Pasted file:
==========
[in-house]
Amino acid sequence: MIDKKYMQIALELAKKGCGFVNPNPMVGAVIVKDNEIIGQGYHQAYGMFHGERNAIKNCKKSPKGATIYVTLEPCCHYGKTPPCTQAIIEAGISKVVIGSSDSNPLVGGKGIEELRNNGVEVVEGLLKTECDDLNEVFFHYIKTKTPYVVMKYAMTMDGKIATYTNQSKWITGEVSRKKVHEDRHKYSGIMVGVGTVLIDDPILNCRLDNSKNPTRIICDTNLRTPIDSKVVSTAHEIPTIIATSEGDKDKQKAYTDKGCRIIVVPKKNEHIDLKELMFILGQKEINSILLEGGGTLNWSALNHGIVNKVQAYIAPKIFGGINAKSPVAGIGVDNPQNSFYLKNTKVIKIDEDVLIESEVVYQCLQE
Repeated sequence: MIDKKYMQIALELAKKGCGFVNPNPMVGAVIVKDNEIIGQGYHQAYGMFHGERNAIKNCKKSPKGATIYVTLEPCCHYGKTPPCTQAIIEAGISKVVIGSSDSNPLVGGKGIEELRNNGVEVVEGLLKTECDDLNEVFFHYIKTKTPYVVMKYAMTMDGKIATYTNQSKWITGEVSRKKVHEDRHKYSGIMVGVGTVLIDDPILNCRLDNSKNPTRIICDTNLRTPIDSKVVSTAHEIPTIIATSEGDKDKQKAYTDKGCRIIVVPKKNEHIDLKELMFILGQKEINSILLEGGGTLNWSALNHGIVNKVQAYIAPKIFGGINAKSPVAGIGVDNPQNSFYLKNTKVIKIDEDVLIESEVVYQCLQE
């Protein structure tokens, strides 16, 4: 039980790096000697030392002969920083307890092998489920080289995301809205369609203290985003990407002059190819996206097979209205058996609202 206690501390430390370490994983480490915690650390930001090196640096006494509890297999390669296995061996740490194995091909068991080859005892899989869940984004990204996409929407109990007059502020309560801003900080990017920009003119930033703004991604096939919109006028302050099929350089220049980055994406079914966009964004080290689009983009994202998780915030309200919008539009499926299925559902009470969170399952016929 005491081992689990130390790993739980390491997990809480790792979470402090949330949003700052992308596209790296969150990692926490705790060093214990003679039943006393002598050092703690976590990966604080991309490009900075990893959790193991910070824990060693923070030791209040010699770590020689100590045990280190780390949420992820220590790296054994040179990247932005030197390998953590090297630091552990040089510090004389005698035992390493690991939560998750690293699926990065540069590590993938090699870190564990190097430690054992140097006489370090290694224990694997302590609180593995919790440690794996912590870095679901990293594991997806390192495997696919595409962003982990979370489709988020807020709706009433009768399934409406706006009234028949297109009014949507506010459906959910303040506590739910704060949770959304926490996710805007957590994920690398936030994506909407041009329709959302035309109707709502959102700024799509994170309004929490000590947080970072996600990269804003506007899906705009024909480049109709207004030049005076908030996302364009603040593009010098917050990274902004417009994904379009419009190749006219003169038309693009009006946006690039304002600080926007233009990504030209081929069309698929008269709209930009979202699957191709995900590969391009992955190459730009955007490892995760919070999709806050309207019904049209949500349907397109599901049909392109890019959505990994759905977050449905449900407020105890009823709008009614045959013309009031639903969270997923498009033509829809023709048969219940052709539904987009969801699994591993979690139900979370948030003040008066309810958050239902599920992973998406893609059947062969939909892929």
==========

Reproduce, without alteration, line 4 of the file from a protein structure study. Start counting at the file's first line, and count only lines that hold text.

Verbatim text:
């Protein structure tokens, strides 16, 4: 039980790096000697030392002969920083307890092998489920080289995301809205369609203290985003990407002059190819996206097979209205058996609202 206690501390430390370490994983480490915690650390930001090196640096006494509890297999390669296995061996740490194995091909068991080859005892899989869940984004990204996409929407109990007059502020309560801003900080990017920009003119930033703004991604096939919109006028302050099929350089220049980055994406079914966009964004080290689009983009994202998780915030309200919008539009499926299925559902009470969170399952016929 005491081992689990130390790993739980390491997990809480790792979470402090949330949003700052992308596209790296969150990692926490705790060093214990003679039943006393002598050092703690976590990966604080991309490009900075990893959790193991910070824990060693923070030791209040010699770590020689100590045990280190780390949420992820220590790296054994040179990247932005030197390998953590090297630091552990040089510090004389005698035992390493690991939560998750690293699926990065540069590590993938090699870190564990190097430690054992140097006489370090290694224990694997302590609180593995919790440690794996912590870095679901990293594991997806390192495997696919595409962003982990979370489709988020807020709706009433009768399934409406706006009234028949297109009014949507506010459906959910303040506590739910704060949770959304926490996710805007957590994920690398936030994506909407041009329709959302035309109707709502959102700024799509994170309004929490000590947080970072996600990269804003506007899906705009024909480049109709207004030049005076908030996302364009603040593009010098917050990274902004417009994904379009419009190749006219003169038309693009009006946006690039304002600080926007233009990504030209081929069309698929008269709209930009979202699957191709995900590969391009992955190459730009955007490892995760919070999709806050309207019904049209949500349907397109599901049909392109890019959505990994759905977050449905449900407020105890009823709008009614045959013309009031639903969270997923498009033509829809023709048969219940052709539904987009969801699994591993979690139900979370948030003040008066309810958050239902599920992973998406893609059947062969939909892929």